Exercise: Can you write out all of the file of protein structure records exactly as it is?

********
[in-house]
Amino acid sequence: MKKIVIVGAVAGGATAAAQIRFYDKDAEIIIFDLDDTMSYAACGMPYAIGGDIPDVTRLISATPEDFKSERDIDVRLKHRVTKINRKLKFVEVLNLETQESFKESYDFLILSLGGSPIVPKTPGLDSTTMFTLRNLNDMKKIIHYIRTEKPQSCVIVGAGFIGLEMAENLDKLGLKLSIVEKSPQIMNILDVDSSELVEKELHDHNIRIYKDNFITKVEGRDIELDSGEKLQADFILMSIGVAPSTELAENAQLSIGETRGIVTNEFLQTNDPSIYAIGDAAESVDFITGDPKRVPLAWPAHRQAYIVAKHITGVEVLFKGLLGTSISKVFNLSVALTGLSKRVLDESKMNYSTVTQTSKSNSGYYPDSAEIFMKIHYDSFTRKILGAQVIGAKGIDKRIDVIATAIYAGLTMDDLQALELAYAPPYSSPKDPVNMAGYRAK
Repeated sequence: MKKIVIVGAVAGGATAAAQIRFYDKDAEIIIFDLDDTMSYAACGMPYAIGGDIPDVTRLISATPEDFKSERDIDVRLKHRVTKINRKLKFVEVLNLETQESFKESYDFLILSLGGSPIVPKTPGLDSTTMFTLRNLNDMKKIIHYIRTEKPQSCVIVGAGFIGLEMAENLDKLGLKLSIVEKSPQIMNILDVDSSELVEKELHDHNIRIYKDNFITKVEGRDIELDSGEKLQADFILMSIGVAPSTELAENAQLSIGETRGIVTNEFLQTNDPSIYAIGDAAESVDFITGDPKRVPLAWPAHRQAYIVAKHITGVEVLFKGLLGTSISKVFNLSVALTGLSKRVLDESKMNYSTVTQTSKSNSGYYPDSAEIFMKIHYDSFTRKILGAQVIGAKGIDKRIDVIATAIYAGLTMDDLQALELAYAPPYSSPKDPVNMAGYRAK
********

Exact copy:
[in-house]
Amino acid sequence: MKKIVIVGAVAGGATAAAQIRFYDKDAEIIIFDLDDTMSYAACGMPYAIGGDIPDVTRLISATPEDFKSERDIDVRLKHRVTKINRKLKFVEVLNLETQESFKESYDFLILSLGGSPIVPKTPGLDSTTMFTLRNLNDMKKIIHYIRTEKPQSCVIVGAGFIGLEMAENLDKLGLKLSIVEKSPQIMNILDVDSSELVEKELHDHNIRIYKDNFITKVEGRDIELDSGEKLQADFILMSIGVAPSTELAENAQLSIGETRGIVTNEFLQTNDPSIYAIGDAAESVDFITGDPKRVPLAWPAHRQAYIVAKHITGVEVLFKGLLGTSISKVFNLSVALTGLSKRVLDESKMNYSTVTQTSKSNSGYYPDSAEIFMKIHYDSFTRKILGAQVIGAKGIDKRIDVIATAIYAGLTMDDLQALELAYAPPYSSPKDPVNMAGYRAK
Repeated sequence: MKKIVIVGAVAGGATAAAQIRFYDKDAEIIIFDLDDTMSYAACGMPYAIGGDIPDVTRLISATPEDFKSERDIDVRLKHRVTKINRKLKFVEVLNLETQESFKESYDFLILSLGGSPIVPKTPGLDSTTMFTLRNLNDMKKIIHYIRTEKPQSCVIVGAGFIGLEMAENLDKLGLKLSIVEKSPQIMNILDVDSSELVEKELHDHNIRIYKDNFITKVEGRDIELDSGEKLQADFILMSIGVAPSTELAENAQLSIGETRGIVTNEFLQTNDPSIYAIGDAAESVDFITGDPKRVPLAWPAHRQAYIVAKHITGVEVLFKGLLGTSISKVFNLSVALTGLSKRVLDESKMNYSTVTQTSKSNSGYYPDSAEIFMKIHYDSFTRKILGAQVIGAKGIDKRIDVIATAIYAGLTMDDLQALELAYAPPYSSPKDPVNMAGYRAK